Sustainable microgrid technologies are helping the University of Missouri achieve its carbon reduction goals. We explain the evolution of the microgrid in this excerpt from Gas Turbine Microgrids: Reliability and Sustainability through Intelligence.
The University of Missouri (Mizzou) has been able to reduce its coal consumption by 73 percent through use of highly efficient and sustainable microgrid technologies — moving it significantly toward its carbon reduction goals.
The college’s efficiency achievements are in keeping with its long history of energy innovation. Mizzou’s full service energy center has evolved since the late 1800s when Thomas Edison donated one of his earliest steam turbine driven electric dynamos (DC generator).
When MU illuminated Academic Hall in 1883, it was one of the first demonstrations of incandescent light west of the Mississippi. Today, the large and complex microgrid serves a 15-million square-foot campus in Columbia, with a campus population of more than 34,000 students.
The 66-MW energy center employs four coal-fired boilers, a 100-percent biomass-fired boiler, four steam turbine generators, a dual-fuel oil and gas-fired boiler, and two Solar Titan gas turbines with heat recovery steam generators and sophisticated controls. The power plant campus experienced a summer peak electric load of about 50 MW and has a winter peak steam demand of about 330,000 lbs/hour.
The sustainable microgrid is interconnected with the local municipal utility through a 69-kV tie line, and leverages favorable wholesale market prices through MISO when possible. When grid prices are high, the university relies more on its on-site power generation. This interconnection also allows MU to contract for renewable energy generated off site such as wind and solar.
As the plant was gradually modernized over the years, it gained various microgrid capabilities.
“We didn’t one day sit down decide to become a microgrid; we evolved into a microgrid,” said Harry Frank, managing engineer of power plant operations, energy management.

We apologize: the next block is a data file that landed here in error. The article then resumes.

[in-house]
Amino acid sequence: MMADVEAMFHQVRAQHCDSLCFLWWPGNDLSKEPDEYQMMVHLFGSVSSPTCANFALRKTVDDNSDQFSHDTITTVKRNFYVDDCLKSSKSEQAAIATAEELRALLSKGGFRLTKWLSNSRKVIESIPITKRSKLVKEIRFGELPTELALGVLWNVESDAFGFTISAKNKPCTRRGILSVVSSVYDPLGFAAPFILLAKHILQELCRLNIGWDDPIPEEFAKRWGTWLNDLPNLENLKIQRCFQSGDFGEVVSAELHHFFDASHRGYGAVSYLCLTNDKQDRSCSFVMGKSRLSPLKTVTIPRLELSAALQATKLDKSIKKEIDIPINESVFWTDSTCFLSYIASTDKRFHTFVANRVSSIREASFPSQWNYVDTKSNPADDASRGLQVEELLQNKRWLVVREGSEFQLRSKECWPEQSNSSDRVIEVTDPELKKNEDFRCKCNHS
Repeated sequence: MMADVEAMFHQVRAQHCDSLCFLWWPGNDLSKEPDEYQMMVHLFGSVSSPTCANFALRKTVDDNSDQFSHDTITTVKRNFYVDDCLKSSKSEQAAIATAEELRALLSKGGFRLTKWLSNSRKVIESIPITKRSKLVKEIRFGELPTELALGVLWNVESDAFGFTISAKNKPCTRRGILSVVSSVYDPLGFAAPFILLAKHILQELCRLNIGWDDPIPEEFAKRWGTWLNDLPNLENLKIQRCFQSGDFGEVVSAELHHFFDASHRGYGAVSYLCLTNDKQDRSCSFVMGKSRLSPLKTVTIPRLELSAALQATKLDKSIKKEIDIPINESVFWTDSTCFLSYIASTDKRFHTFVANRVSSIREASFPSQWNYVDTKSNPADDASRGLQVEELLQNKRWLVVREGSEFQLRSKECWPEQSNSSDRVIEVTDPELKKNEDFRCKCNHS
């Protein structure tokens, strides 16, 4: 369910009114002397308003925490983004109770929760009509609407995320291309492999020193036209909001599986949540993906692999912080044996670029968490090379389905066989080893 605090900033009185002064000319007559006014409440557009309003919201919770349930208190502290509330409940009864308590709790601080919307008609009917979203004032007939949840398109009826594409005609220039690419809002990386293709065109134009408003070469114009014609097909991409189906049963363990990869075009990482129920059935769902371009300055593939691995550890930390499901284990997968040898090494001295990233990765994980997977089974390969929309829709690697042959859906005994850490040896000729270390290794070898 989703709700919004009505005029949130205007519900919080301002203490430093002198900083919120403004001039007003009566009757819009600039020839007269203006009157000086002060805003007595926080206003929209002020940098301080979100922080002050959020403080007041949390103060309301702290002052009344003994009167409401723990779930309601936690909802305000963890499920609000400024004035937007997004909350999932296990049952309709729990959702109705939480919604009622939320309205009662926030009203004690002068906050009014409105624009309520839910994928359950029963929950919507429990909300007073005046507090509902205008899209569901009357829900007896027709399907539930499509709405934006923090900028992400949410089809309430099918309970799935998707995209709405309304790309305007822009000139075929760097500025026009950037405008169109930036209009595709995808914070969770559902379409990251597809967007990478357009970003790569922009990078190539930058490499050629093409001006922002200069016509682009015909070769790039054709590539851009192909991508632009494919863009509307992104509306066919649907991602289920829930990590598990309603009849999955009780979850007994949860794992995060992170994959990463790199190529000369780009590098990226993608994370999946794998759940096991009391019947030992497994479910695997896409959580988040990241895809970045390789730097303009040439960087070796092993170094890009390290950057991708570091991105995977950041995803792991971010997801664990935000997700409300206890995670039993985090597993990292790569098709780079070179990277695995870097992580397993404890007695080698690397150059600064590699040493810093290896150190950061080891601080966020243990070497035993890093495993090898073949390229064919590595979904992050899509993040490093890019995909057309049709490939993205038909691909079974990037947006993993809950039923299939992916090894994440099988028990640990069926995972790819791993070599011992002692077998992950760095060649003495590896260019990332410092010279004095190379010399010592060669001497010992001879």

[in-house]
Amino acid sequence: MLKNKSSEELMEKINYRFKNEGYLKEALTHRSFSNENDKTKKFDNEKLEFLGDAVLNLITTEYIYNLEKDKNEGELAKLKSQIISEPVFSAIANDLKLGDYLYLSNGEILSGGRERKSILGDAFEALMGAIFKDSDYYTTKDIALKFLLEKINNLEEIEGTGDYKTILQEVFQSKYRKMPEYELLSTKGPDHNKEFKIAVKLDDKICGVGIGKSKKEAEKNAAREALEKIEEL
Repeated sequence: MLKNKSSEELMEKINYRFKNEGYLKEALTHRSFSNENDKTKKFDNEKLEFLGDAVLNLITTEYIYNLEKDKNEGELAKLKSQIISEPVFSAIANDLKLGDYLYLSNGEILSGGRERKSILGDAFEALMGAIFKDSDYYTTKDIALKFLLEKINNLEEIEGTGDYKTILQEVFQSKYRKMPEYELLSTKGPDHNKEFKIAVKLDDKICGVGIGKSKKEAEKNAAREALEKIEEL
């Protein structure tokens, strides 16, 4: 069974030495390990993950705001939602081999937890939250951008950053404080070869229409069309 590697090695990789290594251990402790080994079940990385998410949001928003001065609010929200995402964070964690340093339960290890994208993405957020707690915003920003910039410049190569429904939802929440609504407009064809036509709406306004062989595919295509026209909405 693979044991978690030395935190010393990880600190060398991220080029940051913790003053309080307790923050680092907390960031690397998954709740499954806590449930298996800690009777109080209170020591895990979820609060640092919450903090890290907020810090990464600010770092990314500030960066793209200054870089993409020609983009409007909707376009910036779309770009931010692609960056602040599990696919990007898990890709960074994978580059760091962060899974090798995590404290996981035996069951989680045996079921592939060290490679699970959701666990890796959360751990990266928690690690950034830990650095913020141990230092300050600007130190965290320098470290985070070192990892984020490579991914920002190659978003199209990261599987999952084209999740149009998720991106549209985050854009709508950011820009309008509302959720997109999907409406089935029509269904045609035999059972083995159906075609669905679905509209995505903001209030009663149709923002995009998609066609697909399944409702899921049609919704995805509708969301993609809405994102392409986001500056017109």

Two pivotal additions over the last 15 years significantly increased its efficiency, intelligence, response time and environmental footprint.
First, the campus installed two 12.7-MW Solar Titan gas-fired turbines in 2002, which included controls that allow for islanding during disruptions on the central grid. The gas turbines allow quick load following dispatch — the generators can be brought on line within a matter of minutes when a need arises, Frank said. The turbines’ software intelligence allows for frequency control of the on-site generation fleet when the system goes into island mode
Highly efficient use of fuel
The natural gas turbines offer an example of highly efficient use of fuel. They not only generate 12.7 MW each, but also produce high-temperature exhaust gas that is channeled into waste heat boilers. That high pressure steam (900 psig) supplements the other boilers that produce steam to drive the steam turbine generators, producing additional power. This means more electricity from less fuel, the hallmark of energy system efficiency.
The university extracts low pressure steam (60 psig) from the steam turbines and delivers this thermal energy to campus for heating campus buildings, producing domestic hot water, chilled water production for air conditioning, and various campus operations. These include the university health center, athletic facilities, student recreation center, research reactor and food service.
The second major upgrade to Mizzou’s plant occurred in 2013, when it added the biomass combined heat and power unit.
The unit not only offers the customary efficiency of CHP — making the most of fuel by co-generating both electric and steam —but also offers the opportunity to leverage the benefits of renewable energy.
The campus now receives more than one-third of its energy from renewables, primarily from the biomass plant along with a wind power purchase agreement. The sophisticated campus microgrid can leverage fuel prices for best economics. But given the current small variation in biomass, coal and natural gas prices, the college is maximizing use of biomass to reduce carbon emissions. And it may expand the biomass use in the future to continue to further drive down emissions.
Sustainability is a priority for Mizzou. The university has signed on to American College and University Presidents’ Climate Commitment, now known as the Climate Leadership Commitments, and is working toward achieving climate neutrality by 2050. It has already cut a greenhouse gases by 51 percent over a 2008 baseline with the help of the campus microgrid.
A sustainable microgrid and an education tool
Because of its sophistication, Mizzou’s sustainable microgrid has gained a national — even international reputation. Hundreds of visitors from around the world visit the campus to learn about how the energy center functions.
Even more importantly, the energy center acts as an educational tool for Mizzou engineering students. Reliability, efficiency and sustainability are the energy center’s three tenants — but always in the context of the university’s main mission—educating the next generation.
“Universities have been leaders in adopting gas turbine microgrid technology. And the University of Missouri stands out as a model among them demonstrating for engineering students — and everyone else — how this technology can help us move from less carbon-intense generation,” said Chris Lyons, power generation program manager at Solar Turbines.
Gas Turbine Microgrids: Reliability and Sustainability through Intelligence is provided as a free download, courtesy of Solar Turbines.